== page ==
Which Coupon abbreviations should I watch out for?
I’m glad you asked this question. Many of the above terms are a great way to keep an eye out for, or for Googling for the best deals and discounts.
The coupons which offer the best value for money, are undoubtedly “free item coupon” because you get the product without paying a cent, but these are quite rare, and are usually samples of newly launched products given away to raise brand awareness.
Rebates are always welcome, even if it is a meager 1% or 10% or a full 100% rebate, think of it as getting free money. Moneymaker and loyalty discounts are a great way to get useful products, and also build a rapport with the store you frequent.
B1G1 or BOGO, and B2G1 are excellent offers to watch out for as you literally get another of the same product for free. Super Doubles, Double Coupons and Triple Coupons are also a good way to minimize your expenses.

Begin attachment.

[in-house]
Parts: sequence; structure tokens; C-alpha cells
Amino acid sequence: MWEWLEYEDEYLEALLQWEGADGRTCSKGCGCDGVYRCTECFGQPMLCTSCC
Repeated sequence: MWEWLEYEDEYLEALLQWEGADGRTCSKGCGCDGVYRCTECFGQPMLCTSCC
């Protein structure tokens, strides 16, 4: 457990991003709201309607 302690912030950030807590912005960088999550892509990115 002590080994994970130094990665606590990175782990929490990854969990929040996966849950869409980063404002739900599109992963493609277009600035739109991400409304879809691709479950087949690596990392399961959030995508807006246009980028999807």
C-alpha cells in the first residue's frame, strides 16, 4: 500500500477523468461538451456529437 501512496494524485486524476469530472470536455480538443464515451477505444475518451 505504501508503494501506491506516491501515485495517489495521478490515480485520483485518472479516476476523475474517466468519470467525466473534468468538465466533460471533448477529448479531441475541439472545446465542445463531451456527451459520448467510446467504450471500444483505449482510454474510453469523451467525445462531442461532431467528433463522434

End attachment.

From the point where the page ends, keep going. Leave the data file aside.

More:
GDA’s and HDA’s are usually what people are after. If you are an extreme couponer, you must learn the skills of coupon matchup to use the coupon only when a sale is in place. ALA’s are well worth waiting for, because you know for sure the price won’t drop further. Make use of price matching whenever possible to save a few extra bucks.
Above all else, patience is the key, if you want to save money. Take your rime to go through the deal pages, or shelves in a store and see the prices of each product, and compare them to see which one offers you more quantity for a lesser price. Always keep an eye out for coupons in the display of stores, or the packaging of products.
We really hope all these terms will help you understand the deals which you find on the internet om a better way. A lot of people use these abbreviations when sharing discounts, as it is easier than typing the full words, and also because some networks such as Twitter do not allow a lot of characters in a single message.